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The Enduring Tension: 
Capitalism and the Moral Order

by donald j. devine
encounter books, 384 pages, $32

Donald J. Devine’s The Enduring Tension energetically defends liberal capitalism, less from critics hailing from the secular left than from religious and traditionalist commentators ­ranging from Rod Dreher and Patrick Deneen to Pope Francis. Devine makes challenging arguments concerning the innovative potential of market reforms and the routine incompetence of centralized ­institutions, though he perhaps tries to cover too much economic and sociocultural ground, leading to rather limp conclusions like “issues surrounding marriage and gender will certainly continue to divide people into opposing political factions.”

From a fusionist perspective, Devine agrees on the importance of faith as the spiritual foundation of a humane capitalism—“a tradition, a mythos that limits demand, or its logos will be overwhelmed.” This is doubtlessly true, although an emphasis on functionality will undercut the unifying and motivational value of such narratives, which depend on their acceptance as icons and not tools. To be sure, Devine echoes Professor J. Budziszewski in saying that “we must actually know that our moral sense has a ­real truth” and argues that “humans have a sense of a moral law written in their conscience,” but to the extent that this is true, it has been malleable enough to inspire vastly divergent and conflicting religious and secular ideologies. Devine’s argument for the enduring popularity of religious belief also places more emphasis on self-definition than on revealed preference.

Still, this is a serious and pain­stakingly written book for which Devine has explored everything from medieval philosophy to classical music, making it an endearingly eclectic project that embodies ­many of the virtues of the pluralism it defends.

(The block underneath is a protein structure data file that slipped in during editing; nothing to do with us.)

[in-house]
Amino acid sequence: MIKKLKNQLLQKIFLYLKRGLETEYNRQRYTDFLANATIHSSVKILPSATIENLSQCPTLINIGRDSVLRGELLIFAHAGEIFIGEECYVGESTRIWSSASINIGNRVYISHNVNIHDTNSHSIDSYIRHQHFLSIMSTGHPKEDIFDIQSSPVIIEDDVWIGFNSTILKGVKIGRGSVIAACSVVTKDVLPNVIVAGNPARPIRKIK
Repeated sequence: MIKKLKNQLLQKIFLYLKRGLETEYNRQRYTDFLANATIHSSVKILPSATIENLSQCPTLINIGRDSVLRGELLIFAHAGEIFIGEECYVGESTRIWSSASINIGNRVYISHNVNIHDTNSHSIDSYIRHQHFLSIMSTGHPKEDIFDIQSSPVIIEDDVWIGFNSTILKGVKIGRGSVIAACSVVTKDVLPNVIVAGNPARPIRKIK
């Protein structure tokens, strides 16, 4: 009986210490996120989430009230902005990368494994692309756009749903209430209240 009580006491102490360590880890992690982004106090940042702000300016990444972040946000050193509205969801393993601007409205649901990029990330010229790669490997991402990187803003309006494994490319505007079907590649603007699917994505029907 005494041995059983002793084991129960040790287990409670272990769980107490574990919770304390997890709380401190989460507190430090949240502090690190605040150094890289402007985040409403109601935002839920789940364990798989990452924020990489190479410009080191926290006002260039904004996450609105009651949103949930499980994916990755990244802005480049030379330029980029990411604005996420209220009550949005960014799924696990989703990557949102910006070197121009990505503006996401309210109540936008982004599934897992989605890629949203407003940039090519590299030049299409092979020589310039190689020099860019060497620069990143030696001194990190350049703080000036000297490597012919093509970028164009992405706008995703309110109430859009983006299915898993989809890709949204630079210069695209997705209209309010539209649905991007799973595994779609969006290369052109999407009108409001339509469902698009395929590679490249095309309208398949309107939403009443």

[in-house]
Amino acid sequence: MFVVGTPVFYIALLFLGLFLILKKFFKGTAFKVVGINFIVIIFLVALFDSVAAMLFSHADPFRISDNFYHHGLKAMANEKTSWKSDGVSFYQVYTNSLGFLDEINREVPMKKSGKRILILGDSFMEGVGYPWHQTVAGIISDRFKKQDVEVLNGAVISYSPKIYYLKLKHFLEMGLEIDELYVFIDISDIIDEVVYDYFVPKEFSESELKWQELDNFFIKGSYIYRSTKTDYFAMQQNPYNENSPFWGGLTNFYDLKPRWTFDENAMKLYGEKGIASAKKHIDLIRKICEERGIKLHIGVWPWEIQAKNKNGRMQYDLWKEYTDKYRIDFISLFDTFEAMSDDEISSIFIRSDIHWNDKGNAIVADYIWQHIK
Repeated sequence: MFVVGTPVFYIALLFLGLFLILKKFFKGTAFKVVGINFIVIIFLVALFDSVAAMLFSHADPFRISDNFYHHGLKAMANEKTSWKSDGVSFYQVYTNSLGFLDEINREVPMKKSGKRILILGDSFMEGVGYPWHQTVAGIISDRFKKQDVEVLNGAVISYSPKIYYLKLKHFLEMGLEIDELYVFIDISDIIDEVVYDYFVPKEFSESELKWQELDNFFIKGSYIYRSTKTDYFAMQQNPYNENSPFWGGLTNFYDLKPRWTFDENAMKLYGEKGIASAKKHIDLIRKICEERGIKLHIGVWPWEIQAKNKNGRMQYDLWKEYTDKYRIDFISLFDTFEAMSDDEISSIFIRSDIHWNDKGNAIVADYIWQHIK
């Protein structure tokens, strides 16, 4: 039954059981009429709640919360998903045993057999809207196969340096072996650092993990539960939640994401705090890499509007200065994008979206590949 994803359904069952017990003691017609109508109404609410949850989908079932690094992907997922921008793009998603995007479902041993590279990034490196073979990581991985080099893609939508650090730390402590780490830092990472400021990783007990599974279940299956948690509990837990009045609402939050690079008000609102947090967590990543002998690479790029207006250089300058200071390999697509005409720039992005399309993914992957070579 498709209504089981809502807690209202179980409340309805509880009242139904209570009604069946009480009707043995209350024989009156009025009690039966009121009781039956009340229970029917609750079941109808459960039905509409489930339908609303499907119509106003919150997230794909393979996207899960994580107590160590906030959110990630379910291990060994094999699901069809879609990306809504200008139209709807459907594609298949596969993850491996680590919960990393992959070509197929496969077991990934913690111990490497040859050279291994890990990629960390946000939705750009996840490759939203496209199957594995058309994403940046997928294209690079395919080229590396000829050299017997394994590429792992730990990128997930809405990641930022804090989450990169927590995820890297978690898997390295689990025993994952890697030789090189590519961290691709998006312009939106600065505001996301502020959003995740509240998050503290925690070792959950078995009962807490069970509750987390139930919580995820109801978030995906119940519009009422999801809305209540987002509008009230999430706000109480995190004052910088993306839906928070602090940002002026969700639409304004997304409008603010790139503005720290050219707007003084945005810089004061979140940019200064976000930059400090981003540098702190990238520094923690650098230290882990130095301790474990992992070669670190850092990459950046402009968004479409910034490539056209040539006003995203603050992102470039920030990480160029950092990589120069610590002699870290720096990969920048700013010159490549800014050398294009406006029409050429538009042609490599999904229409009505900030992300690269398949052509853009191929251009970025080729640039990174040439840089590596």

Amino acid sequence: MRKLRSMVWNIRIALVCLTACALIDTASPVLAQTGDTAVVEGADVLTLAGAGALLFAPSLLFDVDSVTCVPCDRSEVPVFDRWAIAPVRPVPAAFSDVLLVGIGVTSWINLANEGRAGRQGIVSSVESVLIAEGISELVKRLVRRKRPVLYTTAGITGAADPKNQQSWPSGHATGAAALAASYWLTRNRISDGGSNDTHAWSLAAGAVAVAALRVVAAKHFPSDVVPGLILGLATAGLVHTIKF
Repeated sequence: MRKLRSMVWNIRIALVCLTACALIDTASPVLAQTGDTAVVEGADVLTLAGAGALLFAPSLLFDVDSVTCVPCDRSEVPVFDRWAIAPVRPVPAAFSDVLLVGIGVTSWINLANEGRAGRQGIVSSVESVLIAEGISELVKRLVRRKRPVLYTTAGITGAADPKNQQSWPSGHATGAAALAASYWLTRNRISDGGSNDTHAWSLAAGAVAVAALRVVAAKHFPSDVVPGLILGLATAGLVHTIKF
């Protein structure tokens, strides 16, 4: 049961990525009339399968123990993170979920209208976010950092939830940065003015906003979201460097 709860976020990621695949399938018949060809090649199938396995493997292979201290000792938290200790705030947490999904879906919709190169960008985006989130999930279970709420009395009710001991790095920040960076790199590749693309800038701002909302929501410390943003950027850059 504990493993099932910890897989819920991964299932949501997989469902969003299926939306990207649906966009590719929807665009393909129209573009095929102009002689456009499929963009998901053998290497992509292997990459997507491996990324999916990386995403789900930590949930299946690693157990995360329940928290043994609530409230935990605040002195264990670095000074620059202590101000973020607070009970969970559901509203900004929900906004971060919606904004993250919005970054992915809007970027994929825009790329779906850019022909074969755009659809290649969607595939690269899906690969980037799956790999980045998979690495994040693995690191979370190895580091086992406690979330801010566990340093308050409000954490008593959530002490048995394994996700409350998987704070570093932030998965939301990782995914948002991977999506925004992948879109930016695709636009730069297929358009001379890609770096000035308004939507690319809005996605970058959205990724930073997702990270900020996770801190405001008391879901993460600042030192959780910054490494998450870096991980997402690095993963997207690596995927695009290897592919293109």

—Ben Sixsmith

Brother Wolf
by eleanor bourg nicholson
chrism, 352 pages, $16

What do werewolves and Franciscan friars have in common? Not much—unless Eleanor Bourg Nicholson is writing a novel about them. Brother Wolf, Nicholson’s latest foray into Gothic horror, is a rollicking tale of adventure, mystery, faith, and redemption. And yes, there are plenty of werewolves.

The story opens when Athene Howard—the precocious daughter of a neglectful academic father—encounters a band of travelers who are on the trail of a werewolf: a soul-tortured Franciscan friar who has given in to bestial inclinations. Intrigued by this tale, Athene is thrilled when she and her father join the party of werewolf hunters in their trek across Europe. But hidden dangers stalk their footsteps, and a malevolent presence haunts Athene’s dreams. Human souls are at stake in this quest, including those of Athene and her father.

The plot abounds with larger-than-life characters, including the delightful Fr. Thomas Edmund Gilroy. Despite his melodramatic profession of hunting down preternatural creatures, Fr. ­Gilroy exudes a Chestertonian good humor and practicality (as well as an affection for terrible puns). Although raised by her atheist father, Athene is naturally drawn to Fr. Gilroy’s Christian virtue. His level­headed approach to the world’s horrors, both human and demonic, subverts expectations and reveals a deeper truth that only evil is ­melodramatic, while ­goodness is simple and childlike.

This juxtaposition of horror and humor is the novel’s greatest strength. This is a funny book. But it is not frivolous. The quest to save the tormented werewolf’s soul is quite serious indeed. And yet the characters’ witty narration and ­infectious joy lift the grim plot into a new realm—a Christian vision of reality where, in the sight of God, even the demons are ­laughable.

—Mary Jessica Woods

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